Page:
I don’t remember where I learned about IBM’s Watson for the first time, but I do remember being fixated to a TV screen in complete awe that a computer was competing in Jeopardy. At the time, it was known that Watson had potential for use in various industries, but it seemed so far away.
As a refresher, Watson began development in 2006 when IBM wanted to take on the challenge of using artificial intelligence to compete in Jeopardy. The idea only came after IBM had created AI that could compete and win chess matches against professional players. Both feats gained a lot of publicity, like any Jeopardy playing computer would, but the real goal was a far cry from winning Jeopardy or chess. IBM wanted a computer that could process natural (human) language using extensive search and analytics.
If thoughts of Google come to mind, Watson is actually quite different. While search engines use keywords to process human queries, Watson accounts for language nuances such as grammar and slang before it produces a final answer. A search engine delivers results for users to sift through and find answers on their own. Without any internet connection, Watson delivers the answer for the user.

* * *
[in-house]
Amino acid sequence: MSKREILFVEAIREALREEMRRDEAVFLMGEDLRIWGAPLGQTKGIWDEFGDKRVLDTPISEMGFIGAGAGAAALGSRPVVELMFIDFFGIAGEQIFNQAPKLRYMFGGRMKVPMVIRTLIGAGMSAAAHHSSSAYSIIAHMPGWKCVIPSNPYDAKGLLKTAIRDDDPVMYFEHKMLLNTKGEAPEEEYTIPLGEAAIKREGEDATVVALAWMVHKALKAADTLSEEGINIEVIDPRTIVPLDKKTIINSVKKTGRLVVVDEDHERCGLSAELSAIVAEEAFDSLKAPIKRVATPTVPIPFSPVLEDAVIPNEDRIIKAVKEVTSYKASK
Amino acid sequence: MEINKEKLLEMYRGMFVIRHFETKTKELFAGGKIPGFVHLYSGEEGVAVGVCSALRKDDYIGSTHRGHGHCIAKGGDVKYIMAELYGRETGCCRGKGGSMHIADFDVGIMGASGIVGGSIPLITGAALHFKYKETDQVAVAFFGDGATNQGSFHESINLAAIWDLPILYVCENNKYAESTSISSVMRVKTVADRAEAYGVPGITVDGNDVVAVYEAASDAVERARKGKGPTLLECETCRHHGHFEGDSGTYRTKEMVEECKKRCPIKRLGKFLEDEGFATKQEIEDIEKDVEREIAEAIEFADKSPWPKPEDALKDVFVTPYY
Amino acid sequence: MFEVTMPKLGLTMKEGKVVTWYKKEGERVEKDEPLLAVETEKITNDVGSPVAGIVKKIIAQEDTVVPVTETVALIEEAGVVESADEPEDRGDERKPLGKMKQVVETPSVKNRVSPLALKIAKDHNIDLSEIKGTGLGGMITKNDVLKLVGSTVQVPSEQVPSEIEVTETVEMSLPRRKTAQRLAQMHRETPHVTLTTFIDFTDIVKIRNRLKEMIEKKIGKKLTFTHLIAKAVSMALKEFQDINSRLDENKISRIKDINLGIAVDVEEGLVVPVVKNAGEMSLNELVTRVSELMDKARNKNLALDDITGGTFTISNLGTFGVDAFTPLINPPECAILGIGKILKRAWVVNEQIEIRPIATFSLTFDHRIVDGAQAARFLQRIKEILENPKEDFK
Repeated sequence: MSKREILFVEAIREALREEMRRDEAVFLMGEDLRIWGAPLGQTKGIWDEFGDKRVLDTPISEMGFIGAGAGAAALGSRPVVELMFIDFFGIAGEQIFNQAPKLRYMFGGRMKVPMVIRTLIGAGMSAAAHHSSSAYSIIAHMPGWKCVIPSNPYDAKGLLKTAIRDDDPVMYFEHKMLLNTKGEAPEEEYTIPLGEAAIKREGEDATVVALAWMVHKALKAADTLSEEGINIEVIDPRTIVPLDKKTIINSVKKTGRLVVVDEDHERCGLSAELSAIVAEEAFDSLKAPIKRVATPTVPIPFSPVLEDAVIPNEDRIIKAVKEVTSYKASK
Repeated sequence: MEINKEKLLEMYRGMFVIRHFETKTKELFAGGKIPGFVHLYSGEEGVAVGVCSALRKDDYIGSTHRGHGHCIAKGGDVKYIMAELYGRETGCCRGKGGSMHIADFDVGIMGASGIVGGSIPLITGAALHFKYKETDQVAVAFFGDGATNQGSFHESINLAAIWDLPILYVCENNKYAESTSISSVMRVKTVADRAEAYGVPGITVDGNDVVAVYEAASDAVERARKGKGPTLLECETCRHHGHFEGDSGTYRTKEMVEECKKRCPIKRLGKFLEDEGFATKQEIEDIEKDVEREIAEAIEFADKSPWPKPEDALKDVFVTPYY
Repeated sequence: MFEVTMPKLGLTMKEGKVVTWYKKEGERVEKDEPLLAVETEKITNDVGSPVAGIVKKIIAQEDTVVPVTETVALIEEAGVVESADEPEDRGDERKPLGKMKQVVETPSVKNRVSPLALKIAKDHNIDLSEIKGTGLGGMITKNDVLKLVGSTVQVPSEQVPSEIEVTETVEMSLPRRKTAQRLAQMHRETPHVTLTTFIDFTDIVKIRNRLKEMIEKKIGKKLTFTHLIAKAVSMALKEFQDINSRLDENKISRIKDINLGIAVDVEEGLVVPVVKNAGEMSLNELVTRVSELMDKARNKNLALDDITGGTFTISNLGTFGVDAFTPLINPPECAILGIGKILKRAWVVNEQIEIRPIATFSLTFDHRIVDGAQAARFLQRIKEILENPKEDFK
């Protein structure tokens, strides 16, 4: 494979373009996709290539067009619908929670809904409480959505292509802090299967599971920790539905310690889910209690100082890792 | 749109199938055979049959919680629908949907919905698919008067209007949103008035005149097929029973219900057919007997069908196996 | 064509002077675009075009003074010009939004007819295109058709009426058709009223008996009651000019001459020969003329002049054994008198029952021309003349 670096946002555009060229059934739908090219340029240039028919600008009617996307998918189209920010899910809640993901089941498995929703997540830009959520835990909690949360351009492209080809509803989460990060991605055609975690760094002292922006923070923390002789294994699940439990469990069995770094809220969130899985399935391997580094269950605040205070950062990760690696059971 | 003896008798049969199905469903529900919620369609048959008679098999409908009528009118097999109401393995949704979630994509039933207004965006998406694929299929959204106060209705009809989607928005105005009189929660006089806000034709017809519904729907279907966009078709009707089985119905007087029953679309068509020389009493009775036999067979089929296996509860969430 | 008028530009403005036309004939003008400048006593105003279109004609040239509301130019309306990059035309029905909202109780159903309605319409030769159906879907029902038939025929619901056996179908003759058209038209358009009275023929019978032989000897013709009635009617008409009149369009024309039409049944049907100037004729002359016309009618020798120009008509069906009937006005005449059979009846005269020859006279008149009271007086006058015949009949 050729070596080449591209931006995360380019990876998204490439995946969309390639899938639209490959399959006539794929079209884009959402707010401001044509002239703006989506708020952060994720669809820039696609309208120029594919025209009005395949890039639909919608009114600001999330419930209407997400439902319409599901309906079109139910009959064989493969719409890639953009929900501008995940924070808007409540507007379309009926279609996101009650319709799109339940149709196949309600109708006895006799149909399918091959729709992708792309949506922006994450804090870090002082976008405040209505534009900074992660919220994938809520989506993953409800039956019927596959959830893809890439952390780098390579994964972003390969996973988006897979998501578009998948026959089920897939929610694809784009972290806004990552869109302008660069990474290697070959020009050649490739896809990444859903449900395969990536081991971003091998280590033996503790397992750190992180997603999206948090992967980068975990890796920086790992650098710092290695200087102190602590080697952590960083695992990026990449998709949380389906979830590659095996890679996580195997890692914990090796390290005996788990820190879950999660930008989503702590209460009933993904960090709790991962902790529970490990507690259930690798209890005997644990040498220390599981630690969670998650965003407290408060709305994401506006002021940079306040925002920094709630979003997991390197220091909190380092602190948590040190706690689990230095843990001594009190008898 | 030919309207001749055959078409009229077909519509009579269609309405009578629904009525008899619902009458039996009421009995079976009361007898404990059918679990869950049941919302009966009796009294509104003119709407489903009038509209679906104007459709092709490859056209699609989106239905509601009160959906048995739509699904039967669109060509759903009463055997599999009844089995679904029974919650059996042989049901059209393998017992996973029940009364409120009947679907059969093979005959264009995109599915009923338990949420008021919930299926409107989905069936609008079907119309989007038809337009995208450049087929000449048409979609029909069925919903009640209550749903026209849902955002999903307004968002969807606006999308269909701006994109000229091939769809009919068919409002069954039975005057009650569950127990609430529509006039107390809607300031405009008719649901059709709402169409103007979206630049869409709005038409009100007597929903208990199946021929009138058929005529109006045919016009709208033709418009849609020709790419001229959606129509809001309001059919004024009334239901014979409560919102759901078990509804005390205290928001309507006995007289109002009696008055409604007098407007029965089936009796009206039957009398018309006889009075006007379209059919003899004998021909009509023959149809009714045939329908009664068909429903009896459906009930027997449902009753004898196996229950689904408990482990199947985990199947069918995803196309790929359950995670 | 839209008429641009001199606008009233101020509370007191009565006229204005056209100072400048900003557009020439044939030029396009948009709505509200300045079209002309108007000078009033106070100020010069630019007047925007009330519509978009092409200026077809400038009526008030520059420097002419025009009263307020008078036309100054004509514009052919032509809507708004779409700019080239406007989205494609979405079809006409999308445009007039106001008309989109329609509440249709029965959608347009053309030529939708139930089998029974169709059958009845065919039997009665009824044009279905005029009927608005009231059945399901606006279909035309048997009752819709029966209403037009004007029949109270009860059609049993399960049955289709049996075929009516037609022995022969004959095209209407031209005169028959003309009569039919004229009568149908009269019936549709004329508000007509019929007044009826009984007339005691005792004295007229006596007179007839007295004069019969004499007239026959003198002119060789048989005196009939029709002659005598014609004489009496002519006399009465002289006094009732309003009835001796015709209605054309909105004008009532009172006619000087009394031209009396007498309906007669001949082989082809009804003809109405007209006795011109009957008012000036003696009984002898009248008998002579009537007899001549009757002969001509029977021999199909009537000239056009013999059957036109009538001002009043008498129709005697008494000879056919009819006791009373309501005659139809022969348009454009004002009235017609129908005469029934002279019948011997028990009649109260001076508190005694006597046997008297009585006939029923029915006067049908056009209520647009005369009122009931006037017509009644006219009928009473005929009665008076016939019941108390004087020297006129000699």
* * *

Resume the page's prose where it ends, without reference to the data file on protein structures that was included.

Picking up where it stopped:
One of the largest industries in need of such answers is healthcare and now, in 2012, Watson is being trained to become a doctor’s assistant. The computer has been fed with information from medical research, journals and textbooks to an extent that it can process 200 million pages in three seconds. IBM is already in talks with hospitals and medical leaders, hoping to have Watson pilot testing in hospitals by the end of the year. Once there, it will be used as a resource for doctors, giving several solutions with its confidence level for each.
Data is a huge industry with IBM at the forefront of putting these technologies to use. Watson is only the beginning of a large movement into smarter, more human computer intelligence. In the video below, you can see how IBM researchers think it will benefit customer service: